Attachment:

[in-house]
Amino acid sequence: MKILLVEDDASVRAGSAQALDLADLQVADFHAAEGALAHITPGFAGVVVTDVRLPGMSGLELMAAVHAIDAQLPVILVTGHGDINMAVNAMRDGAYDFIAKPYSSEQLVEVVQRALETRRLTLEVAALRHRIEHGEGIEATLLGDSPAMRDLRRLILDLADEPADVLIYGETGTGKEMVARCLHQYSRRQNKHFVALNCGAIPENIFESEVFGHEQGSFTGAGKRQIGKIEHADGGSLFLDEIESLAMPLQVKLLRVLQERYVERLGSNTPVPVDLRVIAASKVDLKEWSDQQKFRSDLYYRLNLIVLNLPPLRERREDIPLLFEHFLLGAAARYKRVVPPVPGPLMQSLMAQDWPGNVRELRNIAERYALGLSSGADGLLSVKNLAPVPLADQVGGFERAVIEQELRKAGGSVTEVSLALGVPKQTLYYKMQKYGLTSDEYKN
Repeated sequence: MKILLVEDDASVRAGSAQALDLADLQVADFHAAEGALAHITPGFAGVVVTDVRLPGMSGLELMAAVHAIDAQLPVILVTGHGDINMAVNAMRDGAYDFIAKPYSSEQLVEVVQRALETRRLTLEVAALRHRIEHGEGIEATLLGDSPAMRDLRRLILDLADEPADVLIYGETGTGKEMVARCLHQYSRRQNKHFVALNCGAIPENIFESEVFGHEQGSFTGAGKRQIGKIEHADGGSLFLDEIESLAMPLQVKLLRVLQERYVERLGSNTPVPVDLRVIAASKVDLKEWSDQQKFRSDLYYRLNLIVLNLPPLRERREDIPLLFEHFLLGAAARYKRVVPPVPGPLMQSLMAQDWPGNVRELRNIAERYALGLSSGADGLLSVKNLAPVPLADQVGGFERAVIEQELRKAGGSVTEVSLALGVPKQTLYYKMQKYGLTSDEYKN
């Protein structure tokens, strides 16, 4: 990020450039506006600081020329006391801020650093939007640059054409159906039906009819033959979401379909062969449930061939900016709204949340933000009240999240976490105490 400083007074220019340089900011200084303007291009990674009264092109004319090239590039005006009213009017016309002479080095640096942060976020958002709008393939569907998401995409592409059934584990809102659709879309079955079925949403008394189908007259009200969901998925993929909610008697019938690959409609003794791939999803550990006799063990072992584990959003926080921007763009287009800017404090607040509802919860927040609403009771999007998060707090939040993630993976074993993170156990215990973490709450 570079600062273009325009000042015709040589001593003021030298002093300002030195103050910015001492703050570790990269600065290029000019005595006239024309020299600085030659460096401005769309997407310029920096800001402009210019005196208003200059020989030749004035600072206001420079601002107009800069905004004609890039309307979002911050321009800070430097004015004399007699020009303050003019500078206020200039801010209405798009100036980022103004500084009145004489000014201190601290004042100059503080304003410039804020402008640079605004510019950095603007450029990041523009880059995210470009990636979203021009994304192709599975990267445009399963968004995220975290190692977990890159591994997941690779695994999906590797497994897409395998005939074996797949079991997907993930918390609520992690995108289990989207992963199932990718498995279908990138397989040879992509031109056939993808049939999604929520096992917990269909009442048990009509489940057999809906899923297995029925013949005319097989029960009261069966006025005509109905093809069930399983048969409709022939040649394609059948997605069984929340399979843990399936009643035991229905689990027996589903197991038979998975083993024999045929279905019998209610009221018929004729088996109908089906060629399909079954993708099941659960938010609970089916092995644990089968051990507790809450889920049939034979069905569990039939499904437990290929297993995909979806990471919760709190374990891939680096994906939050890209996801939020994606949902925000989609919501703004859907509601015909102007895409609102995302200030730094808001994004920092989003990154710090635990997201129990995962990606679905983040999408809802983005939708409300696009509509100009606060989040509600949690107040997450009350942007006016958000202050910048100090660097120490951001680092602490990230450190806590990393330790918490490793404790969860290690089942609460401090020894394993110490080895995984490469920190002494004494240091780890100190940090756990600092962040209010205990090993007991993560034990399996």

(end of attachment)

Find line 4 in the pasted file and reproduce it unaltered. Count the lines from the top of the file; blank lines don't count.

């Protein structure tokens, strides 16, 4: 990020450039506006600081020329006391801020650093939007640059054409159906039906009819033959979401379909062969449930061939900016709204949340933000009240999240976490105490 400083007074220019340089900011200084303007291009990674009264092109004319090239590039005006009213009017016309002479080095640096942060976020958002709008393939569907998401995409592409059934584990809102659709879309079955079925949403008394189908007259009200969901998925993929909610008697019938690959409609003794791939999803550990006799063990072992584990959003926080921007763009287009800017404090607040509802919860927040609403009771999007998060707090939040993630993976074993993170156990215990973490709450 570079600062273009325009000042015709040589001593003021030298002093300002030195103050910015001492703050570790990269600065290029000019005595006239024309020299600085030659460096401005769309997407310029920096800001402009210019005196208003200059020989030749004035600072206001420079601002107009800069905004004609890039309307979002911050321009800070430097004015004399007699020009303050003019500078206020200039801010209405798009100036980022103004500084009145004489000014201190601290004042100059503080304003410039804020402008640079605004510019950095603007450029990041523009880059995210470009990636979203021009994304192709599975990267445009399963968004995220975290190692977990890159591994997941690779695994999906590797497994897409395998005939074996797949079991997907993930918390609520992690995108289990989207992963199932990718498995279908990138397989040879992509031109056939993808049939999604929520096992917990269909009442048990009509489940057999809906899923297995029925013949005319097989029960009261069966006025005509109905093809069930399983048969409709022939040649394609059948997605069984929340399979843990399936009643035991229905689990027996589903197991038979998975083993024999045929279905019998209610009221018929004729088996109908089906060629399909079954993708099941659960938010609970089916092995644990089968051990507790809450889920049939034979069905569990039939499904437990290929297993995909979806990471919760709190374990891939680096994906939050890209996801939020994606949902925000989609919501703004859907509601015909102007895409609102995302200030730094808001994004920092989003990154710090635990997201129990995962990606679905983040999408809802983005939708409300696009509509100009606060989040509600949690107040997450009350942007006016958000202050910048100090660097120490951001680092602490990230450190806590990393330790918490490793404790969860290690089942609460401090020894394993110490080895995984490469920190002494004494240091780890100190940090756990600092962040209010205990090993007991993560034990399996």